“We’ve developed an innovative approach where we’ve taken a CT [computed tomography] scanner and have had the ability to put that into an ambulance,” M. Shazam Hussain, MD, director of the Cerebrovascular Center at Cleveland Clinic in Ohio, said in April 2018.8 “CT scanners have come into such a technology that they’re actually small enough to fit in an ambulance. We also now have the ability, virtually, to be able to beam into the vehicle using telemedicine. We’re saving, on average, about 40 minutes of time. That 40 minutes can really add up to a lot of impact for that patient.”
In a 2009 study, Capampangan et al compared telephone with interactive audiovisual communication through telemedicine for remote emergency consultations in assessing neurologic deficits due to stroke.9 The investigators wanted to establish the efficacy of telemedicine in determining patient eligibility for thrombolytic therapy. Participants in the single randomized, blinded, prospective trial included consultant and resident neurologists, clinical epidemiologists, medical librarians, and clinical content experts in the fields of vascular neurology, emergency medicine, and telemedicine. Through a clinical scenario and structured questions, the participants declared decisions based on their devised search strategies, best evidence, critical appraisals, and summarizations of evidence.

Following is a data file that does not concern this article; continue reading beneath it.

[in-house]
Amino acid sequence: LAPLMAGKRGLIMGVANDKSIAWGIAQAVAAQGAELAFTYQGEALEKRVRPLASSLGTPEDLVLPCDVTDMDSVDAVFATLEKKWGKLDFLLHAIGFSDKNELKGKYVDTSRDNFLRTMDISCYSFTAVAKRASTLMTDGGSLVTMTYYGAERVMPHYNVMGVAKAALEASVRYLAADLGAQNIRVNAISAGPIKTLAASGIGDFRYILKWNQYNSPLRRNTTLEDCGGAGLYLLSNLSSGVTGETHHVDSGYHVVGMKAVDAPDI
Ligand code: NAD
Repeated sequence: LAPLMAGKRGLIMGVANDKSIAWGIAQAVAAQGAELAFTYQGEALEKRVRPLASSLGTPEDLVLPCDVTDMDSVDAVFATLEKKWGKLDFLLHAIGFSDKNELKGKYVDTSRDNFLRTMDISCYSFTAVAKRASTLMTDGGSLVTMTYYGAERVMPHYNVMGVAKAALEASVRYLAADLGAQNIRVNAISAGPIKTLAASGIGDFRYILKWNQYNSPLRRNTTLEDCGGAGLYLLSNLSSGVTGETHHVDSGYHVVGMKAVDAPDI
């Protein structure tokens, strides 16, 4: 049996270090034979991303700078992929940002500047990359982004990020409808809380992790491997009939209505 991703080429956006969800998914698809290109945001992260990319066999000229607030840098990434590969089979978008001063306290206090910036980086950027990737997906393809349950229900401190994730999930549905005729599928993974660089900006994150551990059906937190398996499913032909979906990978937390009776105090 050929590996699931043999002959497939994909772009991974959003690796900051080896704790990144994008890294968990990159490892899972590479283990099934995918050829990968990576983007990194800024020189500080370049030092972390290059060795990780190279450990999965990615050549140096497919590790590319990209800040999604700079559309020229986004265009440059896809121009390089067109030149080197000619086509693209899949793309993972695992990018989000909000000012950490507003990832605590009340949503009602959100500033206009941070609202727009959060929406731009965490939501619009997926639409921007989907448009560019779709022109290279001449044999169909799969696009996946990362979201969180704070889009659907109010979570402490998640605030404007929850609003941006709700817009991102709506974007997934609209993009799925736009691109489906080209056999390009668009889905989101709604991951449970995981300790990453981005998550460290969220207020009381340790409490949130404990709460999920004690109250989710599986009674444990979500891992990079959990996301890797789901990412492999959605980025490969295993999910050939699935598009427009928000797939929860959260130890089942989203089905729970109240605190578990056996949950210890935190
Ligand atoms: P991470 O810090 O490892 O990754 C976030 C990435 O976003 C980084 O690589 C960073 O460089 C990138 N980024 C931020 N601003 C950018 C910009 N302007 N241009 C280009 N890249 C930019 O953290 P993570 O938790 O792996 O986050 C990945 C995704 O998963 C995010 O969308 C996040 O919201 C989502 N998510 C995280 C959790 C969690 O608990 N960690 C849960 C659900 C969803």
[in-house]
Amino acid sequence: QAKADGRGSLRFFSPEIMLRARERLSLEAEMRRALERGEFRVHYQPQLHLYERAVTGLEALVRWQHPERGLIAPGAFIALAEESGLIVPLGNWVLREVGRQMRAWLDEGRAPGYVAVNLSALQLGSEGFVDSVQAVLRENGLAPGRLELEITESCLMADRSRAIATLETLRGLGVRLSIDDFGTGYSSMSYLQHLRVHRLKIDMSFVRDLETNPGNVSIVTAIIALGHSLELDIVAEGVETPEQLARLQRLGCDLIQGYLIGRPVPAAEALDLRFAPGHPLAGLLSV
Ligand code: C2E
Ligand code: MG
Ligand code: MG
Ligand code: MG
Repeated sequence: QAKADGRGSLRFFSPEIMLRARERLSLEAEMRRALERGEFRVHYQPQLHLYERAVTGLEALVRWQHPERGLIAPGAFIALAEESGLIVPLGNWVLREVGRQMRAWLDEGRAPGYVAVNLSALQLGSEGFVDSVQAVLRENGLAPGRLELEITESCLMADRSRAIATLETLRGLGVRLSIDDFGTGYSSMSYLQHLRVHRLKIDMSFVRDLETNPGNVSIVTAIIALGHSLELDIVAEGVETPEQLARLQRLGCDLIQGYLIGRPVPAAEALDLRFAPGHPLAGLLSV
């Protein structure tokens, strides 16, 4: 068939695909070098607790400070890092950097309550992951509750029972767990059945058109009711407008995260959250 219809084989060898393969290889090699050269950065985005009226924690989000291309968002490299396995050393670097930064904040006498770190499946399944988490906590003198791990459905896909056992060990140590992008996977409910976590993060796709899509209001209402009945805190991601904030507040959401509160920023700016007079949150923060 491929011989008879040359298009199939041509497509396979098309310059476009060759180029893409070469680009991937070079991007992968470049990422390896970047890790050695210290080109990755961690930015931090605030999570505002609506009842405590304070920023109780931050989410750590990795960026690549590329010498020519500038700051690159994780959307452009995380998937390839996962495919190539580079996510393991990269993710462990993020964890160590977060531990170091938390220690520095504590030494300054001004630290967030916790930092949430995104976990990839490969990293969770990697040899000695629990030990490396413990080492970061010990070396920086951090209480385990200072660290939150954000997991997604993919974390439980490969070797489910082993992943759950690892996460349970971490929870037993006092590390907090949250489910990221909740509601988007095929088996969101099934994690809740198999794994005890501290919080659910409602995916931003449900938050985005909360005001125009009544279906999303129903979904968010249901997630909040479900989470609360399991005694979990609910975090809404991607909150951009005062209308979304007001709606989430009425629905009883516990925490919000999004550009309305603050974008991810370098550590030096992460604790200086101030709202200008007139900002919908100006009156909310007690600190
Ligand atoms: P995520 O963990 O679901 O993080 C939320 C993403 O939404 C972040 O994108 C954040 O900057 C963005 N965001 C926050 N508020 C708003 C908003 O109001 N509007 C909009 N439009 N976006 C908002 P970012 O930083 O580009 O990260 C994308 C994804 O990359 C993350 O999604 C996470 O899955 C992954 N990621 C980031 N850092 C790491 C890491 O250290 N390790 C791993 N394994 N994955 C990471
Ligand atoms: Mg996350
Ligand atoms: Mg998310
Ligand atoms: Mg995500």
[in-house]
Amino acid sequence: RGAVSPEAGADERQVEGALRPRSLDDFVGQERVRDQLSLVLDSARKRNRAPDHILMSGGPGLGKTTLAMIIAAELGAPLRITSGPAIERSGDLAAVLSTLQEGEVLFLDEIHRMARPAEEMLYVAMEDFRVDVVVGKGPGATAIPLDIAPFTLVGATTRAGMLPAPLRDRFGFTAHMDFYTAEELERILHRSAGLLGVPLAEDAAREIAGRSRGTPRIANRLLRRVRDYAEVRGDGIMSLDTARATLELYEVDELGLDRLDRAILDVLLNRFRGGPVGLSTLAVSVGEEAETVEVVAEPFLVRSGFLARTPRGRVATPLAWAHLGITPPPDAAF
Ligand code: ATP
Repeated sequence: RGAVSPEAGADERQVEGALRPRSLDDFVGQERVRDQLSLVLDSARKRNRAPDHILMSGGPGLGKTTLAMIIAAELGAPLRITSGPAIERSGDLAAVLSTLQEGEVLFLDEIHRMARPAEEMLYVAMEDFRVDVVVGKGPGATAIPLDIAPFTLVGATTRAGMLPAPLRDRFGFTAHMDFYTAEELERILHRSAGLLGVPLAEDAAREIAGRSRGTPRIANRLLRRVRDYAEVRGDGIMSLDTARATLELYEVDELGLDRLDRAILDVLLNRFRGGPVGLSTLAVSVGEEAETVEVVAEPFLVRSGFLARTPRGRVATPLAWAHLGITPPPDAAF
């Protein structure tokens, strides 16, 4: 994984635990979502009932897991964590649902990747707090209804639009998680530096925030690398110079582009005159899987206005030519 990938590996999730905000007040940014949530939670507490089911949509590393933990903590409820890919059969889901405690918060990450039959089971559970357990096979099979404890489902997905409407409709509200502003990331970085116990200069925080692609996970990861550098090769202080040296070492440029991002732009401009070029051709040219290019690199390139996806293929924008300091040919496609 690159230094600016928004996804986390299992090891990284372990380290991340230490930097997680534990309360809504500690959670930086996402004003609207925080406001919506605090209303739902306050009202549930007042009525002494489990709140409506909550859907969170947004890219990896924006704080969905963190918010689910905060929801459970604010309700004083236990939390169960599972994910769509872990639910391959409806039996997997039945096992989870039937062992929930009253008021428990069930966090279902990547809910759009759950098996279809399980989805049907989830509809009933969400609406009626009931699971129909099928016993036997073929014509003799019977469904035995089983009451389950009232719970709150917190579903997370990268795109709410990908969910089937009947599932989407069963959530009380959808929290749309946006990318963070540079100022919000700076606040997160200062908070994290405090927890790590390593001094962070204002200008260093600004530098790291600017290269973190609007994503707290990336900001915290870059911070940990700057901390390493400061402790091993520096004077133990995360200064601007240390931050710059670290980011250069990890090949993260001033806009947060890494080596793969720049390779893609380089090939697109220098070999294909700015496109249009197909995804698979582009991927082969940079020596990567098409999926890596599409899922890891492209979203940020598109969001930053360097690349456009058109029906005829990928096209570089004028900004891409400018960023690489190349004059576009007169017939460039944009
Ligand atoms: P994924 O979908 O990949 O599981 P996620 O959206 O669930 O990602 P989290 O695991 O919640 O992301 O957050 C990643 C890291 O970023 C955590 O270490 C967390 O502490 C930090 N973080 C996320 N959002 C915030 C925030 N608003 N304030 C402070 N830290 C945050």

The investigators determined that correct stroke treatment decisions occurred more often in the telemedicine group (98%) versus the telephone-only group (82%). The former was more sensitive compared with the latter (100% vs 58%) and more specific by a measure of 98% to 92%. The telemedicine group also had higher positive predictive values (94% vs 76%) in determining thrombolysis eligibility.